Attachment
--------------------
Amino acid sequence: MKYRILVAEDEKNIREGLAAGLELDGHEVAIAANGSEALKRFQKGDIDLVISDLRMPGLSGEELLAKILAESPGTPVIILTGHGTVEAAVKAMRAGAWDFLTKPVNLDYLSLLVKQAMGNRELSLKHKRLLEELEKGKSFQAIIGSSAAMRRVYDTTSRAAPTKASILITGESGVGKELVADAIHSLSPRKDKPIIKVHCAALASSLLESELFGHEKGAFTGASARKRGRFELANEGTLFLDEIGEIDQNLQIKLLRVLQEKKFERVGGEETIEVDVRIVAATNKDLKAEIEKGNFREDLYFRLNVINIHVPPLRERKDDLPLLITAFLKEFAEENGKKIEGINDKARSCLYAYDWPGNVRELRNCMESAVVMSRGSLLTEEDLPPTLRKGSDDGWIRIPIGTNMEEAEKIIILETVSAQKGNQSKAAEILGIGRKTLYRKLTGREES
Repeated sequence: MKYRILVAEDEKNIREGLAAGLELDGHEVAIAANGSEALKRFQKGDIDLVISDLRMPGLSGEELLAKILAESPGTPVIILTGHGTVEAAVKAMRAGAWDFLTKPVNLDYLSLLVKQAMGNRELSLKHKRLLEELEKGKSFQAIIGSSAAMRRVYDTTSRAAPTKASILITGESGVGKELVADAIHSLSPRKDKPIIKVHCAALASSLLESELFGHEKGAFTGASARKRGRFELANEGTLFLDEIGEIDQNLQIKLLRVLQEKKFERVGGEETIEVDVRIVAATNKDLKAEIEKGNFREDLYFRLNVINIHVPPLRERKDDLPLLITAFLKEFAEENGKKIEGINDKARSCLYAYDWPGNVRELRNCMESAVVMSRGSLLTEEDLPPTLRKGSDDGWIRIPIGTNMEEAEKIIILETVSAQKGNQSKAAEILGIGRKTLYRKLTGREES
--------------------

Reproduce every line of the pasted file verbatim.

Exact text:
Amino acid sequence: MKYRILVAEDEKNIREGLAAGLELDGHEVAIAANGSEALKRFQKGDIDLVISDLRMPGLSGEELLAKILAESPGTPVIILTGHGTVEAAVKAMRAGAWDFLTKPVNLDYLSLLVKQAMGNRELSLKHKRLLEELEKGKSFQAIIGSSAAMRRVYDTTSRAAPTKASILITGESGVGKELVADAIHSLSPRKDKPIIKVHCAALASSLLESELFGHEKGAFTGASARKRGRFELANEGTLFLDEIGEIDQNLQIKLLRVLQEKKFERVGGEETIEVDVRIVAATNKDLKAEIEKGNFREDLYFRLNVINIHVPPLRERKDDLPLLITAFLKEFAEENGKKIEGINDKARSCLYAYDWPGNVRELRNCMESAVVMSRGSLLTEEDLPPTLRKGSDDGWIRIPIGTNMEEAEKIIILETVSAQKGNQSKAAEILGIGRKTLYRKLTGREES
Repeated sequence: MKYRILVAEDEKNIREGLAAGLELDGHEVAIAANGSEALKRFQKGDIDLVISDLRMPGLSGEELLAKILAESPGTPVIILTGHGTVEAAVKAMRAGAWDFLTKPVNLDYLSLLVKQAMGNRELSLKHKRLLEELEKGKSFQAIIGSSAAMRRVYDTTSRAAPTKASILITGESGVGKELVADAIHSLSPRKDKPIIKVHCAALASSLLESELFGHEKGAFTGASARKRGRFELANEGTLFLDEIGEIDQNLQIKLLRVLQEKKFERVGGEETIEVDVRIVAATNKDLKAEIEKGNFREDLYFRLNVINIHVPPLRERKDDLPLLITAFLKEFAEENGKKIEGINDKARSCLYAYDWPGNVRELRNCMESAVVMSRGSLLTEEDLPPTLRKGSDDGWIRIPIGTNMEEAEKIIILETVSAQKGNQSKAAEILGIGRKTLYRKLTGREES